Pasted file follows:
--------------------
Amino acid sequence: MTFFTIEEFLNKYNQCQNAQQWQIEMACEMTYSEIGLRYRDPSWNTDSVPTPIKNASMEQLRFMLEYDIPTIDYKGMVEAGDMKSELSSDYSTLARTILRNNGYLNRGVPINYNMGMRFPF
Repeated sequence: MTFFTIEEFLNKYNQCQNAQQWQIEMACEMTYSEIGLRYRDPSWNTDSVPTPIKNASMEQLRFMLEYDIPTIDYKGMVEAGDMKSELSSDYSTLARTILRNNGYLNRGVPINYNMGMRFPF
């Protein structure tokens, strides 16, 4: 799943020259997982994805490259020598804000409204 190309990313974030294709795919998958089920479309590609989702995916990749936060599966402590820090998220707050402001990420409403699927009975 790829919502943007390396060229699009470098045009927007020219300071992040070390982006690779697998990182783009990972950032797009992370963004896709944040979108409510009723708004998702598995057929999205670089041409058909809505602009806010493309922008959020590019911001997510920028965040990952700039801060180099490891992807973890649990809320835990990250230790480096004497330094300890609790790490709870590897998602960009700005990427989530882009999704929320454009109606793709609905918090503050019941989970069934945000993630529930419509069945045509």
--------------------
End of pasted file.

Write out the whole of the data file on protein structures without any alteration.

Amino acid sequence: MTFFTIEEFLNKYNQCQNAQQWQIEMACEMTYSEIGLRYRDPSWNTDSVPTPIKNASMEQLRFMLEYDIPTIDYKGMVEAGDMKSELSSDYSTLARTILRNNGYLNRGVPINYNMGMRFPF
Repeated sequence: MTFFTIEEFLNKYNQCQNAQQWQIEMACEMTYSEIGLRYRDPSWNTDSVPTPIKNASMEQLRFMLEYDIPTIDYKGMVEAGDMKSELSSDYSTLARTILRNNGYLNRGVPINYNMGMRFPF
């Protein structure tokens, strides 16, 4: 799943020259997982994805490259020598804000409204 190309990313974030294709795919998958089920479309590609989702995916990749936060599966402590820090998220707050402001990420409403699927009975 790829919502943007390396060229699009470098045009927007020219300071992040070390982006690779697998990182783009990972950032797009992370963004896709944040979108409510009723708004998702598995057929999205670089041409058909809505602009806010493309922008959020590019911001997510920028965040990952700039801060180099490891992807973890649990809320835990990250230790480096004497330094300890609790790490709870590897998602960009700005990427989530882009999704929320454009109606793709609905918090503050019941989970069934945000993630529930419509069945045509």